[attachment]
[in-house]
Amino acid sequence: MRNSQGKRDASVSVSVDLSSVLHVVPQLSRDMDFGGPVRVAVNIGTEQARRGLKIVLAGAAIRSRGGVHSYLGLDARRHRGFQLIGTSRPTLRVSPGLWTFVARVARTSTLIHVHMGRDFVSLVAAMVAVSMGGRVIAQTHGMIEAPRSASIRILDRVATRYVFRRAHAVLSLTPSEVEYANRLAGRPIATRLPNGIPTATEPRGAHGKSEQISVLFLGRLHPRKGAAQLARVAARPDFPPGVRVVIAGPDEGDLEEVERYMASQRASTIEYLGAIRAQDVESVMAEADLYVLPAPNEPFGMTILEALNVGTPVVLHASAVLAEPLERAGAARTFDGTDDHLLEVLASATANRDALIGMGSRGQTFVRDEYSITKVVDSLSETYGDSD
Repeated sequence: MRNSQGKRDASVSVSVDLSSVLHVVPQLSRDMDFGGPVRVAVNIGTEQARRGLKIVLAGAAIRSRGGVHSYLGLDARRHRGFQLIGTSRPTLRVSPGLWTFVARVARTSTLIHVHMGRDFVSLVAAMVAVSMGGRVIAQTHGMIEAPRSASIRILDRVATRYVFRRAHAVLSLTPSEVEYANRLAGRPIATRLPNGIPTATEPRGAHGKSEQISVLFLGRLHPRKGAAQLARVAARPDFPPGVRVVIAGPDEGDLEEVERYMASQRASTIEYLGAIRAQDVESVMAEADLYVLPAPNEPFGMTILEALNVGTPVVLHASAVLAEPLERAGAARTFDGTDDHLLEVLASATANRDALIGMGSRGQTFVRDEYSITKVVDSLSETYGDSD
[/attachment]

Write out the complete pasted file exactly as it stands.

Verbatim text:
[in-house]
Amino acid sequence: MRNSQGKRDASVSVSVDLSSVLHVVPQLSRDMDFGGPVRVAVNIGTEQARRGLKIVLAGAAIRSRGGVHSYLGLDARRHRGFQLIGTSRPTLRVSPGLWTFVARVARTSTLIHVHMGRDFVSLVAAMVAVSMGGRVIAQTHGMIEAPRSASIRILDRVATRYVFRRAHAVLSLTPSEVEYANRLAGRPIATRLPNGIPTATEPRGAHGKSEQISVLFLGRLHPRKGAAQLARVAARPDFPPGVRVVIAGPDEGDLEEVERYMASQRASTIEYLGAIRAQDVESVMAEADLYVLPAPNEPFGMTILEALNVGTPVVLHASAVLAEPLERAGAARTFDGTDDHLLEVLASATANRDALIGMGSRGQTFVRDEYSITKVVDSLSETYGDSD
Repeated sequence: MRNSQGKRDASVSVSVDLSSVLHVVPQLSRDMDFGGPVRVAVNIGTEQARRGLKIVLAGAAIRSRGGVHSYLGLDARRHRGFQLIGTSRPTLRVSPGLWTFVARVARTSTLIHVHMGRDFVSLVAAMVAVSMGGRVIAQTHGMIEAPRSASIRILDRVATRYVFRRAHAVLSLTPSEVEYANRLAGRPIATRLPNGIPTATEPRGAHGKSEQISVLFLGRLHPRKGAAQLARVAARPDFPPGVRVVIAGPDEGDLEEVERYMASQRASTIEYLGAIRAQDVESVMAEADLYVLPAPNEPFGMTILEALNVGTPVVLHASAVLAEPLERAGAARTFDGTDDHLLEVLASATANRDALIGMGSRGQTFVRDEYSITKVVDSLSETYGDSD